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Solving skills crisis starts at preschool: Dr Goodnight

Byron Connolly | May 12, 2015
CIO chats to SAS founder, Dr Jim Goodnight

CIO: Which industries, in your view, are the best at using data analytics to understand customer trends and why?

Goodnight: Banking has been doing this for many years. Back in the '90s we had banks building predictive models around what to offer to customers and what interest rate you should charge for a loan. We are also seeing telcos now being able to use that data. Industries of all sizes and shapes are getting onto the analytics bandwagon to analyse their data and they are trying to find people to do it.

We've been on a fairly large program to try and produce more analytical-oriented people. We've made SAS available free of charge for educational purposes [since May last year] and we've had over 260,000 downloads so far.

We want people to be able to use SAS in their educational endeavours. We had seen some professors teaching 'R' because it is free even though it's not as good a language so I guess to compete with free we need to be free.

CIO: We have an ongoing IT skills crisis here in Australia, not enough young people are doing STEM (science, technology, engineering, maths) subjects. What is the industry doing wrong?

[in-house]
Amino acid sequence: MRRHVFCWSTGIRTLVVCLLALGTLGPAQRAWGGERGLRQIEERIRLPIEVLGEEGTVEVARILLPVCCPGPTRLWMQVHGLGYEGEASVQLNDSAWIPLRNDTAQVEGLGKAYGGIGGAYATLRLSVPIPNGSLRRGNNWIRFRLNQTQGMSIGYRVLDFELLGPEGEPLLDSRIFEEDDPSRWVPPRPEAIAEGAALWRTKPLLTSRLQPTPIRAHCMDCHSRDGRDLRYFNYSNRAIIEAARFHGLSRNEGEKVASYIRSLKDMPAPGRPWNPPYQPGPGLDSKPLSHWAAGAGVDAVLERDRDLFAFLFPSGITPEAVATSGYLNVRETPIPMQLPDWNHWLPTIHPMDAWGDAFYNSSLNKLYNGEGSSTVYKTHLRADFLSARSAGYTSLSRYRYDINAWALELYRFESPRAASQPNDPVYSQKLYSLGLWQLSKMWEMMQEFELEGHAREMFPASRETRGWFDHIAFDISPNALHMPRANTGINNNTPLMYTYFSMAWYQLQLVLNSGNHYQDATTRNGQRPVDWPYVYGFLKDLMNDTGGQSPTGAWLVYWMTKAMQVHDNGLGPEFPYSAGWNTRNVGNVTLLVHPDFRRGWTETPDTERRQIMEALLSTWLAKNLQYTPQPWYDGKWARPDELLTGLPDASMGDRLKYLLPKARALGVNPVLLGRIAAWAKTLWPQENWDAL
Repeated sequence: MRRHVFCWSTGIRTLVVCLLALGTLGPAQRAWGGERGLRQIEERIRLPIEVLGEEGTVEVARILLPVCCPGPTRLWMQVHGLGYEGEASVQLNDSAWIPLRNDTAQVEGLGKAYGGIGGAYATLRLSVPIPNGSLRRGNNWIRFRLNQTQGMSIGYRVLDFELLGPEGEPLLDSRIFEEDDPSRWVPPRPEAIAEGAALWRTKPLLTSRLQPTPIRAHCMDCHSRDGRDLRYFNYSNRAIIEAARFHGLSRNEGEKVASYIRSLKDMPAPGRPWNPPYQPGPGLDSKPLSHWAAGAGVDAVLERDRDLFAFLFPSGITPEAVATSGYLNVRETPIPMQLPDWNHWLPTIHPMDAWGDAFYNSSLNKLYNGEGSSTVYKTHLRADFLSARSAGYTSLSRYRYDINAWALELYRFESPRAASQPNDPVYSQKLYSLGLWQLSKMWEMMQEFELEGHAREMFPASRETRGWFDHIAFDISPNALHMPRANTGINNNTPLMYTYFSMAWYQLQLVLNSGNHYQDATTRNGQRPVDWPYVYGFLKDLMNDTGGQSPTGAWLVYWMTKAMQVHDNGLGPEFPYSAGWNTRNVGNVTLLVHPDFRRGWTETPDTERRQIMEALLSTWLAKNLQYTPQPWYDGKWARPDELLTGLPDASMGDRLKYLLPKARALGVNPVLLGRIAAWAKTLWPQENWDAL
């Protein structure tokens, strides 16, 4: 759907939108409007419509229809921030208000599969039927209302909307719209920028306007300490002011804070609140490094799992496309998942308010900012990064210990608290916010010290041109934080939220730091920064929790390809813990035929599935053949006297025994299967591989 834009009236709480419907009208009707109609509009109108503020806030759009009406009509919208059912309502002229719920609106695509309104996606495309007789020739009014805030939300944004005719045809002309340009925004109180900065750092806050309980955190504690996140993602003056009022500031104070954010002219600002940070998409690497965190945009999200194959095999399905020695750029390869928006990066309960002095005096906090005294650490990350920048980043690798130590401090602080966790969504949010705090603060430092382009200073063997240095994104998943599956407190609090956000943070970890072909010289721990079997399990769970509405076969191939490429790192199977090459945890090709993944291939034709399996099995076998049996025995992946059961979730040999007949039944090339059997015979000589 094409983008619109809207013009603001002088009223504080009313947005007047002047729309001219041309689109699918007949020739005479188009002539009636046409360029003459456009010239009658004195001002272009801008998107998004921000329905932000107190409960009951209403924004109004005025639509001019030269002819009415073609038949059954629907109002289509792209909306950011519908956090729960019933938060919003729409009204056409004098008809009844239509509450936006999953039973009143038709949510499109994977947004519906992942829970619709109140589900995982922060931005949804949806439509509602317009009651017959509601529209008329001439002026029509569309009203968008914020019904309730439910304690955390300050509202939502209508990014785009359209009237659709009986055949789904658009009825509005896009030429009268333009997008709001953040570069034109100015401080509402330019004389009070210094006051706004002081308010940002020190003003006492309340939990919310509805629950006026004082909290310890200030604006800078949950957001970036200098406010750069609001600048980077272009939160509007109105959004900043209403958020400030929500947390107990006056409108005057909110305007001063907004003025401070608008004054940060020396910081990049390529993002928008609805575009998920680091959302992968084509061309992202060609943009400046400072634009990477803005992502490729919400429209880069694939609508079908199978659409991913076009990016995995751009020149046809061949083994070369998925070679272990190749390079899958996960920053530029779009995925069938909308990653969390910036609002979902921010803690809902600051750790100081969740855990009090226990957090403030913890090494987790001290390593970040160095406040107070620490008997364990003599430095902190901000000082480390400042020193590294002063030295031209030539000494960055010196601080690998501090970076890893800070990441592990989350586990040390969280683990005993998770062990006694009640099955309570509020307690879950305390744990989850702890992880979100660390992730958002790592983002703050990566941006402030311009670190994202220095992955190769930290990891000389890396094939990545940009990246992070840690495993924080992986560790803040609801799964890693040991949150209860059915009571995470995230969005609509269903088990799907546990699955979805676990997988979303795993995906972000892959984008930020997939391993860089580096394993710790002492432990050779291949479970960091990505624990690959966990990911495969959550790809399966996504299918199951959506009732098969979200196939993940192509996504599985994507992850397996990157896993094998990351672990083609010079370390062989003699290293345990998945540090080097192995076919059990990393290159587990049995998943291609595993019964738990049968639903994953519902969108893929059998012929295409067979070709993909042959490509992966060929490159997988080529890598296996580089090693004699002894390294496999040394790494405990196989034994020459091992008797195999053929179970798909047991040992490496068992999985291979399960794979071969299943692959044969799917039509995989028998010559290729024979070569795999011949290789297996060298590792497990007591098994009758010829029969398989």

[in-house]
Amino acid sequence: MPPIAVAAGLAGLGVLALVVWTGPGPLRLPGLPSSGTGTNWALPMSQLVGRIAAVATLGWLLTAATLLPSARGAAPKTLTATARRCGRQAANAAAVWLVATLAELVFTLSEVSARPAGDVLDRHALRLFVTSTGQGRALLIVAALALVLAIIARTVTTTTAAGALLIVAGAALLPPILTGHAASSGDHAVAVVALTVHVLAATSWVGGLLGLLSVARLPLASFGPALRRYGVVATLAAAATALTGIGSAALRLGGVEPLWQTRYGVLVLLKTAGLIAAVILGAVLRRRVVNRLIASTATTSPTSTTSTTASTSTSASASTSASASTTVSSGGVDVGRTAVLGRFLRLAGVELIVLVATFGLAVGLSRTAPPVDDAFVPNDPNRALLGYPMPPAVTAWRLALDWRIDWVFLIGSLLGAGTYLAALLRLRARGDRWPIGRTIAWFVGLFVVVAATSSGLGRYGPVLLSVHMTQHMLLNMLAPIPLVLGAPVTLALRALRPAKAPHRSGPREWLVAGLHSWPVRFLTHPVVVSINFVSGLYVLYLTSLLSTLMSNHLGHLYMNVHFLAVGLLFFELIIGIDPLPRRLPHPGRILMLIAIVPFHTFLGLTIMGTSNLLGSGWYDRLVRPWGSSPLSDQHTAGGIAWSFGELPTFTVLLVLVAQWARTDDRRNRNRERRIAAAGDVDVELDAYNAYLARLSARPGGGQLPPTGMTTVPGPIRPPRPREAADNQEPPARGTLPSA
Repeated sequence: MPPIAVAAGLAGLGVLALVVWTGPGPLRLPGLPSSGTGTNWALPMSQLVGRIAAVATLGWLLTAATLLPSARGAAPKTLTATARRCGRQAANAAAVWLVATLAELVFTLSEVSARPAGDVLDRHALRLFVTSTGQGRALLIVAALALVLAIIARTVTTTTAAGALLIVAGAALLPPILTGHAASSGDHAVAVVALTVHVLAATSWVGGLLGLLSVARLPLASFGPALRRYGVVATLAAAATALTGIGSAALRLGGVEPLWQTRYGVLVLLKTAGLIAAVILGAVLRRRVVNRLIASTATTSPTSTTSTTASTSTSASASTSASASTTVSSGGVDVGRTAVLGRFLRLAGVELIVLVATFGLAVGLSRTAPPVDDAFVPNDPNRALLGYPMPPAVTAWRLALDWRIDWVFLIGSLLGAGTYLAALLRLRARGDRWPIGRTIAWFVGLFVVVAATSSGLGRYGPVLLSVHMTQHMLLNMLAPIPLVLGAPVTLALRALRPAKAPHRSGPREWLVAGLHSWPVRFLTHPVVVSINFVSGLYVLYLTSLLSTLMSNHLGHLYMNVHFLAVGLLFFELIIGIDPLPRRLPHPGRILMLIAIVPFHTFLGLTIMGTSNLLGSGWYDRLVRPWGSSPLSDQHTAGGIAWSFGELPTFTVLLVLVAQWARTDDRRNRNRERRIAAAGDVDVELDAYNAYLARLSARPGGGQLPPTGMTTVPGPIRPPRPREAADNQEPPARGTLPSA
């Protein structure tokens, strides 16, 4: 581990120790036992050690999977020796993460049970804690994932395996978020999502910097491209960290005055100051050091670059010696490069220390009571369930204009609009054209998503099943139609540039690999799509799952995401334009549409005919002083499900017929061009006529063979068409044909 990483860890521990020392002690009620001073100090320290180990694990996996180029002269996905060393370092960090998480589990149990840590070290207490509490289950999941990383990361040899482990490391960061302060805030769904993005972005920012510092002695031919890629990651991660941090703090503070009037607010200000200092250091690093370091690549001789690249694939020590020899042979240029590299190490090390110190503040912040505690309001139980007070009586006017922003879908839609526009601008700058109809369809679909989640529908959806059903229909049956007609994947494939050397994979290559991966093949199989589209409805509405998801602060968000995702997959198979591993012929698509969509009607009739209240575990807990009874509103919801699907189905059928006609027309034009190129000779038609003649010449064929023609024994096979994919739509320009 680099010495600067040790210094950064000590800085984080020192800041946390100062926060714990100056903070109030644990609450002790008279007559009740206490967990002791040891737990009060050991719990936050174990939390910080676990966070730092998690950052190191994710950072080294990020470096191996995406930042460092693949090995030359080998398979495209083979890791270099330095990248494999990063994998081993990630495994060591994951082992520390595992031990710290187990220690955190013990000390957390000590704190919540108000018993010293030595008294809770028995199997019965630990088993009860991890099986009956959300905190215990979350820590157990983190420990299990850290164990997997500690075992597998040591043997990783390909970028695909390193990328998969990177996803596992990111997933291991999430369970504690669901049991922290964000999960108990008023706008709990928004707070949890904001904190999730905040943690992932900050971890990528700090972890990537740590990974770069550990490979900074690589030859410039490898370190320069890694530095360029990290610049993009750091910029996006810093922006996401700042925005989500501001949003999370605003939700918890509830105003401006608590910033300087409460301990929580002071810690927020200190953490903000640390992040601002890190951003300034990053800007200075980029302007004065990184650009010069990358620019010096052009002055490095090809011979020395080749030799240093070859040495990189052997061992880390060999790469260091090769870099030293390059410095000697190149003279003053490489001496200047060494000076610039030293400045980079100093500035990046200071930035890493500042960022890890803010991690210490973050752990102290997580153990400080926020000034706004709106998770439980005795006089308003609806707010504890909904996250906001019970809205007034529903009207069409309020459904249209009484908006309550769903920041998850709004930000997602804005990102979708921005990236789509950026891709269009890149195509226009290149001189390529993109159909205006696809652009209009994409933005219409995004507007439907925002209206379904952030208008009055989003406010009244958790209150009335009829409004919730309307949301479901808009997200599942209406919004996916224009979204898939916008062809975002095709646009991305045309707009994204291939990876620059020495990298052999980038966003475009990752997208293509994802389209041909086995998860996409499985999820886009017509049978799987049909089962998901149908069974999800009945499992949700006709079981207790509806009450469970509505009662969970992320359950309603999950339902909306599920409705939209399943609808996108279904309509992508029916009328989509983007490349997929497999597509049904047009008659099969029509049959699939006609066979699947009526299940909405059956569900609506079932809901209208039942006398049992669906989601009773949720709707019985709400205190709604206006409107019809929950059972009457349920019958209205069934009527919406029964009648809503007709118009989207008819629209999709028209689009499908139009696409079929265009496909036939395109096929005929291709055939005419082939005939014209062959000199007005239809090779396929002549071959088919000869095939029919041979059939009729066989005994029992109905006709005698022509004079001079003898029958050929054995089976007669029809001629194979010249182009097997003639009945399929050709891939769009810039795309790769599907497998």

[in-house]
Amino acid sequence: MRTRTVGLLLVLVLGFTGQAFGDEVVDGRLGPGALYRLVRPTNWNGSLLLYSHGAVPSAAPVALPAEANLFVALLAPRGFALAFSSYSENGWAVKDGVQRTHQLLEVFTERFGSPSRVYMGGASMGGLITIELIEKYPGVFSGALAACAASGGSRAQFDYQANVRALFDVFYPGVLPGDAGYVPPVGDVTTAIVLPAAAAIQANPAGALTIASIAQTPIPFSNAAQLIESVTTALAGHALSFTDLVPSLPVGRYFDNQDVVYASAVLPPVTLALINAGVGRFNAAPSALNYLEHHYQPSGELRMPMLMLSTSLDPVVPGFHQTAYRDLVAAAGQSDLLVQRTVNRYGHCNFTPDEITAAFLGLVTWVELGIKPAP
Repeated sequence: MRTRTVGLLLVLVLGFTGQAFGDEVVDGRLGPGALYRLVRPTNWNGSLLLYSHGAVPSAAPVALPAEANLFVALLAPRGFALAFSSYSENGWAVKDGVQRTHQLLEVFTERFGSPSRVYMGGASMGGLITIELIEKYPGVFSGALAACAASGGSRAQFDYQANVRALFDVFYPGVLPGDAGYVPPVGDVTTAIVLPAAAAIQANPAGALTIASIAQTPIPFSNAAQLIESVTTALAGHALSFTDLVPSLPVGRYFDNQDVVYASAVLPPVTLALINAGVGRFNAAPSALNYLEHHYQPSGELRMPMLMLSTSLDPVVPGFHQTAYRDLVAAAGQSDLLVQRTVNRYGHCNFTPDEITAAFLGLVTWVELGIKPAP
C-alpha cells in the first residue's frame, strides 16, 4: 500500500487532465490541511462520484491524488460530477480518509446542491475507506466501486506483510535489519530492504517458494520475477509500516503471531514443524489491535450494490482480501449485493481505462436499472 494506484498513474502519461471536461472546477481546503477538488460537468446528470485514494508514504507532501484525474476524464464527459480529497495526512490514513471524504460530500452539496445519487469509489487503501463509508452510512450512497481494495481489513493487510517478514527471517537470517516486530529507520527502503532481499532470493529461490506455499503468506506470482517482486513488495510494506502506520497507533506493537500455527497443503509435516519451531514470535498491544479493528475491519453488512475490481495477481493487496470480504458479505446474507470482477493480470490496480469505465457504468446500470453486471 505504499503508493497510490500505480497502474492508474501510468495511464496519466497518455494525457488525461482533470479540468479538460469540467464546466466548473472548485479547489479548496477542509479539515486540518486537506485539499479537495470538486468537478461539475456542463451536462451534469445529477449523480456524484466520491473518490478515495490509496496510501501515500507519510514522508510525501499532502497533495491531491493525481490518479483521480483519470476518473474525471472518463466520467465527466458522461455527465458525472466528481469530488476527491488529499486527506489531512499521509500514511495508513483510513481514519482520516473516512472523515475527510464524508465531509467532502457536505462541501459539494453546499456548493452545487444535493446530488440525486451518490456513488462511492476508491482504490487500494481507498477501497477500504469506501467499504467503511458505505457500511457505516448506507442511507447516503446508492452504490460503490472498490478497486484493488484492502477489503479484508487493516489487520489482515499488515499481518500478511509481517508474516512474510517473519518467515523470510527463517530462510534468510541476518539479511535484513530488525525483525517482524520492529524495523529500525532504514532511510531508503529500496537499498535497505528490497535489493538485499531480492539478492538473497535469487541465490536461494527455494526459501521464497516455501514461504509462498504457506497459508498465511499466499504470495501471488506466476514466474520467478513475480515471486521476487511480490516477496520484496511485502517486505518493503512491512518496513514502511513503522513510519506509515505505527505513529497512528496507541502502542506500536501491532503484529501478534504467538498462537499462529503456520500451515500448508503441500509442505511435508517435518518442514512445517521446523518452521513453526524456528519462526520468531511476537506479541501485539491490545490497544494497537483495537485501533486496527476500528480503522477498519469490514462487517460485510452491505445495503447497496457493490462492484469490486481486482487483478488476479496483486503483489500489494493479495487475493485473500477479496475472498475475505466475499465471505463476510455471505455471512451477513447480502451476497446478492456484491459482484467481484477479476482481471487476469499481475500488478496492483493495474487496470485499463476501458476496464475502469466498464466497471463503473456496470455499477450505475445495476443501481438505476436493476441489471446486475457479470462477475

Goodnight: Australia is doing a better job than the US. If you look at the Pisa [program for international student assessment] score ranking, Australia in maths is number 19, the US is 34th.

This [poor performance in STEM] gets back to our educational system. We need to make sure we have strong maths and science teachers and perhaps we should pay those skill sets a little bit more money. In the US, every teacher gets the same amount of money based on how many years they've worked. The idea of differentiated pay is somewhat controversial to the teacher unions but it's something that's necessary if we are going to retain the best and brightest teachers in the STEM area.

We also need more preschool education for low income families. A low income child who has been raised by a single parent has a much smaller vocabulary, they haven't been asked 'what colour is this, what letter is this?' like middle and upper class families do all the time.

Educated parents want to educate their children and they play games with them all the time to get their kids [thinking]. Low income families don't do that. Because low income is also low education.

We've got to find a way to bring the low income children up to the level of some of the other kindergarten kids. You've got to start at some point and it won't pay off for 12 or 13 years. It's crazy to keep [offering] a remedial education to kids that have sort of half dropped out of school because they can't keep up. Let's start with preschool right now to make sure everybody has got a good start.


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